When they make a case on your behalf, you’ll know you’re the favorite, and you can formalize your relationship and start providing value from that point forward.
2. Failing to Provide Predictability
The more predictable a real estate agent can make things, the more a client will trust them.
Personally, I grow weary when I see agents celebrate when an offer has been accepted—which is when the trouble is just beginning. This is the start of a journey replete with problems, many of which are predictable. Most agents just hope problems won’t materialize after an offer is accepted, but hope is not a strategy.
Because you don’t have much control over many aspects of the process, it’s critical to control what you can. And predictable problems—like issues that come up after an inspection—fall under that category.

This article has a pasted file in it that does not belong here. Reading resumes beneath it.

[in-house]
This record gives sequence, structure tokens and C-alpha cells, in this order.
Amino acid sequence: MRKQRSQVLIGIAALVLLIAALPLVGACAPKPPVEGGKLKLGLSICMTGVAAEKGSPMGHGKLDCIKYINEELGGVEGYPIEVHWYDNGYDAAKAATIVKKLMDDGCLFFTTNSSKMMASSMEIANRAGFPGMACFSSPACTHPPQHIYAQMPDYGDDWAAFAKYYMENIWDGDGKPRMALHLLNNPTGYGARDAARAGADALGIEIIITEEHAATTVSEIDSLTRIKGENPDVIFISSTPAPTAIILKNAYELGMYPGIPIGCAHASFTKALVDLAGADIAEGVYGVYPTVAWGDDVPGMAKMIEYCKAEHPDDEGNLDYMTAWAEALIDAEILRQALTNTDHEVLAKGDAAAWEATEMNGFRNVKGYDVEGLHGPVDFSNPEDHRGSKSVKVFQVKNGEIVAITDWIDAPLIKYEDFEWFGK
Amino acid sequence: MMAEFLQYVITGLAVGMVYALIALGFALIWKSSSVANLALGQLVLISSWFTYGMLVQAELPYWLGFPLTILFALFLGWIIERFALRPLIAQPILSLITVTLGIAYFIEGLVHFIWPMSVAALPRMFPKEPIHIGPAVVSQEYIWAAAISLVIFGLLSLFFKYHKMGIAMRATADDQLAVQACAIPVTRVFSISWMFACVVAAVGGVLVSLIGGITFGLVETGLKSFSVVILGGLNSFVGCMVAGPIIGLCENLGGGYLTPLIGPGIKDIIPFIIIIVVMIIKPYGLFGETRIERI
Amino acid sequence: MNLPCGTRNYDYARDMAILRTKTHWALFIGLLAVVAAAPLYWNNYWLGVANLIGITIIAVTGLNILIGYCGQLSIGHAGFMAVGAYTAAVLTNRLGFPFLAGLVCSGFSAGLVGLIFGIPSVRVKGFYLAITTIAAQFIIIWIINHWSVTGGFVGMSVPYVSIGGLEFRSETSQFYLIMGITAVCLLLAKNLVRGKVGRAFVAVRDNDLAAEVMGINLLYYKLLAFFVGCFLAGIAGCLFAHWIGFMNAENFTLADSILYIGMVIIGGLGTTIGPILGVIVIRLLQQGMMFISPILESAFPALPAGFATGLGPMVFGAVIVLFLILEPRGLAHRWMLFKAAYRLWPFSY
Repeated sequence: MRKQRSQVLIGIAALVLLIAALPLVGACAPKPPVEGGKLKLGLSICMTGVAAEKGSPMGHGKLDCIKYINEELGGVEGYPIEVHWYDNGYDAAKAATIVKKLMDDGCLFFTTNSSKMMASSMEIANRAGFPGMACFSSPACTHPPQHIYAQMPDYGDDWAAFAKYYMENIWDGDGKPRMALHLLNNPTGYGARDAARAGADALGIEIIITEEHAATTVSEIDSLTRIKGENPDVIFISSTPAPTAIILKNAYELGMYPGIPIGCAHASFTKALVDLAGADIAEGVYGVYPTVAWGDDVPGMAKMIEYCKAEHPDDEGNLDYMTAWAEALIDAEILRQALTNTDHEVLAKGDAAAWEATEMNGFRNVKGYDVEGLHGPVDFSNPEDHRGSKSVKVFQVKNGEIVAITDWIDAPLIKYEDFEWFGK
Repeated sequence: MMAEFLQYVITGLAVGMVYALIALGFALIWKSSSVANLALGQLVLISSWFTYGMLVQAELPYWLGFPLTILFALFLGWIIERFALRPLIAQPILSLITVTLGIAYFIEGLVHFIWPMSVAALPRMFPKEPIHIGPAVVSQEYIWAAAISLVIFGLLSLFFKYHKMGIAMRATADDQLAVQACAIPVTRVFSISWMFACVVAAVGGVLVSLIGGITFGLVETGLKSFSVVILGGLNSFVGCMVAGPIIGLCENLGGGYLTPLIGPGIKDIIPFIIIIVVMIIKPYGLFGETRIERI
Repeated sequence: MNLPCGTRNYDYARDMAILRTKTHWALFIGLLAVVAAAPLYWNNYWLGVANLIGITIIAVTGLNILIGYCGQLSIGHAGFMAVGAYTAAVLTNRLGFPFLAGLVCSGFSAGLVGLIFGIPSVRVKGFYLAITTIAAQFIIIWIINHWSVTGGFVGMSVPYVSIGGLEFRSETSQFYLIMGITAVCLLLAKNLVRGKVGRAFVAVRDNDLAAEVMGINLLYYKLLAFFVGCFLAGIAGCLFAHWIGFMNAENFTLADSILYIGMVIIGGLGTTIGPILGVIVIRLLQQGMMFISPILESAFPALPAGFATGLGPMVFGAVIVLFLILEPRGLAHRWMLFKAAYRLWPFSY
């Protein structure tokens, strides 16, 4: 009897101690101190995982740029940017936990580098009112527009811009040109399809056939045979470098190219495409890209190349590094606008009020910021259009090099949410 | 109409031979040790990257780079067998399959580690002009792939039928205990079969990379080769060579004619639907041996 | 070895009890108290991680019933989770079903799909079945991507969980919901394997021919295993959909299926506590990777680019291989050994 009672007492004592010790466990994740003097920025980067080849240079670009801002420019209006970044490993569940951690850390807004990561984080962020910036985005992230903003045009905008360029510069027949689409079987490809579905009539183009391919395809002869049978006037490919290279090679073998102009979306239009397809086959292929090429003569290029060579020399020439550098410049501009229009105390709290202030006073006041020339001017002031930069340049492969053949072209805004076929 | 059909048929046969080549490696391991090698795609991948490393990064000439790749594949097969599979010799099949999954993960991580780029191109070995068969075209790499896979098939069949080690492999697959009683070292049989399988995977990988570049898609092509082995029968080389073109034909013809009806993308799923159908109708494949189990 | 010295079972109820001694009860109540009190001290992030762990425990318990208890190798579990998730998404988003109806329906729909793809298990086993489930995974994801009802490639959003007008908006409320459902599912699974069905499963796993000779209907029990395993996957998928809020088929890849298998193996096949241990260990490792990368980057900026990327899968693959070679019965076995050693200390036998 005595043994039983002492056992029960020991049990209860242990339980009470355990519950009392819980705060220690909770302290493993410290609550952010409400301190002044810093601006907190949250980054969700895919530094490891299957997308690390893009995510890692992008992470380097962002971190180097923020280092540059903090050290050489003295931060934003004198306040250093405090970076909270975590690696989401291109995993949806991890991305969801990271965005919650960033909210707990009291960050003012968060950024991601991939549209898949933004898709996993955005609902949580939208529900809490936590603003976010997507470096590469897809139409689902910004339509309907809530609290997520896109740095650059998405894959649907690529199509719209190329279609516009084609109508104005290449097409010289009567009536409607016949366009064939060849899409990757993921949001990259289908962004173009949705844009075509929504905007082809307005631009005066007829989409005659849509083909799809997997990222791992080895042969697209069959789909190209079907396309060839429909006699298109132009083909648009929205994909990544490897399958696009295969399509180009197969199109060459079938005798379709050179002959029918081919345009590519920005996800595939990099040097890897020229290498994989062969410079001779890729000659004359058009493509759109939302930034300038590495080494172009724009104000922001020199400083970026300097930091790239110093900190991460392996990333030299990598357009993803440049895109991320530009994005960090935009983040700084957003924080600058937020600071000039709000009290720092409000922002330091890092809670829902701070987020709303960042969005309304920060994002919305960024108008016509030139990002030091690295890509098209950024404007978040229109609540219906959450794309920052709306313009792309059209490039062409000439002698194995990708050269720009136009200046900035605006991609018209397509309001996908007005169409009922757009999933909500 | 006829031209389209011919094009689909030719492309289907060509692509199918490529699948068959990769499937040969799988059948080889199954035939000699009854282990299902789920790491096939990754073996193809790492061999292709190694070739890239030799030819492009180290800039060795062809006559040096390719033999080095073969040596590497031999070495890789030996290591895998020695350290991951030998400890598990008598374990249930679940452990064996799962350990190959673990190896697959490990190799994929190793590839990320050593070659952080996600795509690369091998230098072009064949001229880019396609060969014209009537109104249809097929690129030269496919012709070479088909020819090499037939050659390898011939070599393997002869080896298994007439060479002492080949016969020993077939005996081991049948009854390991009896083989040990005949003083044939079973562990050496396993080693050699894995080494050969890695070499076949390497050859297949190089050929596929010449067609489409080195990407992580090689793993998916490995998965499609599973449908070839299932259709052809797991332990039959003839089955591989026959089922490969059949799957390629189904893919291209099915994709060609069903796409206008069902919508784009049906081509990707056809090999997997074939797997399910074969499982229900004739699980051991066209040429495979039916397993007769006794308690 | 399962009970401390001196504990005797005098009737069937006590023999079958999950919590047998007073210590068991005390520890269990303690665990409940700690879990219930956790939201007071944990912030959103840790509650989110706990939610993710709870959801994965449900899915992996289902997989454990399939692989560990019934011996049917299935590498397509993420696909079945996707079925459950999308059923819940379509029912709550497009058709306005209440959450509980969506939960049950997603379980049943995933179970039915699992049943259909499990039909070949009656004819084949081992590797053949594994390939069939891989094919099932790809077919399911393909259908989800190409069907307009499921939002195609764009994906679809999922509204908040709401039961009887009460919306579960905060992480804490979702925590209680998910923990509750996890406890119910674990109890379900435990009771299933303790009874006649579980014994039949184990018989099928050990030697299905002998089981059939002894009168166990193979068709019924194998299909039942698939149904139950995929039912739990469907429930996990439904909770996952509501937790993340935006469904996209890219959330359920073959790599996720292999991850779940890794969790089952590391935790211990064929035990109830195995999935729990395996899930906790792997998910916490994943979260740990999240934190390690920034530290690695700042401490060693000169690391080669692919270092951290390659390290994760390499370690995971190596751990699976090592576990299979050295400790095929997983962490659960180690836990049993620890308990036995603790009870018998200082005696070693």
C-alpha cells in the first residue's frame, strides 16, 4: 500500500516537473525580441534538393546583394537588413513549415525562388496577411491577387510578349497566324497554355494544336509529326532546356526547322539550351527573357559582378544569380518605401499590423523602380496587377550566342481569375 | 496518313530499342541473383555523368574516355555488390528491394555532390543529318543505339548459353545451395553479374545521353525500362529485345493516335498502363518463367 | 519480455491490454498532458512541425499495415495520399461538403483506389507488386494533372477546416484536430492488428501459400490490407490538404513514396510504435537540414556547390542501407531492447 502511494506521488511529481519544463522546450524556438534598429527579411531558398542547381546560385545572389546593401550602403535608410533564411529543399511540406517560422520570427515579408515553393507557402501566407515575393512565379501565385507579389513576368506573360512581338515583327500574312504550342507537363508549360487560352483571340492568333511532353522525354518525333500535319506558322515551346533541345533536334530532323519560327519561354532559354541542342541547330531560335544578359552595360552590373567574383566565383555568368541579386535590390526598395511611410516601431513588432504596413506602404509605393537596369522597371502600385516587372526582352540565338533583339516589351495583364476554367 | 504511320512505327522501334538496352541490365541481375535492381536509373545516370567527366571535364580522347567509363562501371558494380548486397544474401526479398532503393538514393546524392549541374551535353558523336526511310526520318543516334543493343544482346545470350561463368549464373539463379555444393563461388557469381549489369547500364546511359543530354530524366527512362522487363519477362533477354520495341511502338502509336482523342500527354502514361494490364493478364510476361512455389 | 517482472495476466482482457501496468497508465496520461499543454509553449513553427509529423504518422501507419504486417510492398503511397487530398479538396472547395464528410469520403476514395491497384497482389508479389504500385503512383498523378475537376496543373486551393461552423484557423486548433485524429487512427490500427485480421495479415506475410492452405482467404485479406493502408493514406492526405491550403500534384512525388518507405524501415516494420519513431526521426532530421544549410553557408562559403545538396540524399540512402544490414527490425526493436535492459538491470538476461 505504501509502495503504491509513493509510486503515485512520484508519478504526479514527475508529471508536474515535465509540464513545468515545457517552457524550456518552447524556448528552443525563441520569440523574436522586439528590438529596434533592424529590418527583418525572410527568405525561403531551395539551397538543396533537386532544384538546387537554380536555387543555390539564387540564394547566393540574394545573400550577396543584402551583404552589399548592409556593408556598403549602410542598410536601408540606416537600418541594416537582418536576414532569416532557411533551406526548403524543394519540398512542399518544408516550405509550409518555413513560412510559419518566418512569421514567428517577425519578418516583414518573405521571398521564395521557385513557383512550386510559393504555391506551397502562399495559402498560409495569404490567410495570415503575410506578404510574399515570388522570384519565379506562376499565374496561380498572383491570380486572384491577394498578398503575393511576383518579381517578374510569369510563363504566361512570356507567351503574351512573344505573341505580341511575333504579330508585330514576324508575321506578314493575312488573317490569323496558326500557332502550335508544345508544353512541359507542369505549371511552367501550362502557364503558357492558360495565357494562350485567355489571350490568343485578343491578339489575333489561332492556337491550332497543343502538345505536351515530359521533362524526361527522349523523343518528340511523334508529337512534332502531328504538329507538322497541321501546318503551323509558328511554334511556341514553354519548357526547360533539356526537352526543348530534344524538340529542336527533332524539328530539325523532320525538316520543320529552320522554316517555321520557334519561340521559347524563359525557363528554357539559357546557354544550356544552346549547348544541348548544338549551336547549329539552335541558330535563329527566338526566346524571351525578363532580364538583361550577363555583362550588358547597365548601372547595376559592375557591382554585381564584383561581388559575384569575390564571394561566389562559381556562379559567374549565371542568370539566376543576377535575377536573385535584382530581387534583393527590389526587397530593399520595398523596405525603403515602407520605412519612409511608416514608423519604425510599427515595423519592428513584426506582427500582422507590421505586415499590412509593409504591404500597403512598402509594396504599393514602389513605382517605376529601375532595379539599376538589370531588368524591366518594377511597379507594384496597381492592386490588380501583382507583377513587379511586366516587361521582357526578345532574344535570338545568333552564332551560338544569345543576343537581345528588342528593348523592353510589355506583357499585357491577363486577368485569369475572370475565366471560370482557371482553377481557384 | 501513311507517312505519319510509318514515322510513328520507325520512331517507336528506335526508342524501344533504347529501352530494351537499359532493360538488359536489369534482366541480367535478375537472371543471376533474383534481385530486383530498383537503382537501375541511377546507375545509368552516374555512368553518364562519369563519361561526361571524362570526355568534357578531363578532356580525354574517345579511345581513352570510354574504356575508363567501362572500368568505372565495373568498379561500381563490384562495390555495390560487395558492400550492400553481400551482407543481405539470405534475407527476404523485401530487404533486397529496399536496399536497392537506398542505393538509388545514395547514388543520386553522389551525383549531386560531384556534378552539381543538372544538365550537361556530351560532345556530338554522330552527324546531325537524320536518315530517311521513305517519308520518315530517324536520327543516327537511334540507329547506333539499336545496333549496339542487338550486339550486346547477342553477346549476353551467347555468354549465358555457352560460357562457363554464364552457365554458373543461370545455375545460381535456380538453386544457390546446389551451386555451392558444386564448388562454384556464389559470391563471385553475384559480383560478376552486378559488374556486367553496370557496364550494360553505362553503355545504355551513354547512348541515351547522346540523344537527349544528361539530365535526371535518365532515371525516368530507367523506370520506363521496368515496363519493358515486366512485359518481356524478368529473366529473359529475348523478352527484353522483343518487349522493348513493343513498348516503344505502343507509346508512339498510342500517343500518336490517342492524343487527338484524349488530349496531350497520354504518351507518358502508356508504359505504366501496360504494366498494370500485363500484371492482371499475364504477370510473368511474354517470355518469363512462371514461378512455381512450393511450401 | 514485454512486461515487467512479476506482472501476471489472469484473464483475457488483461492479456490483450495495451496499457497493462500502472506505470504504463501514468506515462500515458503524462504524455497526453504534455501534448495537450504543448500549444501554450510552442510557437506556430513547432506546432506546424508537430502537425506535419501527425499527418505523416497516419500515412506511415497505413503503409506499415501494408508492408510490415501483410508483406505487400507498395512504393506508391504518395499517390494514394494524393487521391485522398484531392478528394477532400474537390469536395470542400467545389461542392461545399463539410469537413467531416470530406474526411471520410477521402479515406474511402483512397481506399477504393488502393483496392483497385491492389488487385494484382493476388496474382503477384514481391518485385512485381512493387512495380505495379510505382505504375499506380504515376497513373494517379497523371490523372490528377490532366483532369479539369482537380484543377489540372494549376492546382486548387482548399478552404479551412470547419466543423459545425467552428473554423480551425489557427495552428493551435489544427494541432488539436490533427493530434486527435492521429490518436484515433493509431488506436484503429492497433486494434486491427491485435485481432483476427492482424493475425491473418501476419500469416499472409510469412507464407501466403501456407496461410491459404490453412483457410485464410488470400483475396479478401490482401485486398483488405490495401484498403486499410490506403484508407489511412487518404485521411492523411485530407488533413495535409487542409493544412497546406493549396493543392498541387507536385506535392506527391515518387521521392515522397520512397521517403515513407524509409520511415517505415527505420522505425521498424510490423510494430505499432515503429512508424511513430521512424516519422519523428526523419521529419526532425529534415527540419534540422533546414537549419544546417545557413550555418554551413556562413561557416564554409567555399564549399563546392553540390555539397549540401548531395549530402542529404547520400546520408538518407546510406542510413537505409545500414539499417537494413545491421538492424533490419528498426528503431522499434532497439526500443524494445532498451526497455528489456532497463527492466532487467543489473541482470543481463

Uncertainty is the mother of fear. So let your clients know that the process won’t be unicorns and smooth sailing. Get in front of the negatives and provide predictability so that clients don’t get caught off guard when negatives appear.
An easy way to do this is to call clients regularly, even when there’s no update. And when there’s bad news to deliver—for example, an inspection report comes back, and you have to tell your client that the buyer wants them to address all these issues before moving forward—kick things off with an Accusation Audit®: I’ve got bad news. You’re not going to like it. I told you there would be challenges in this process, and here’s one of them.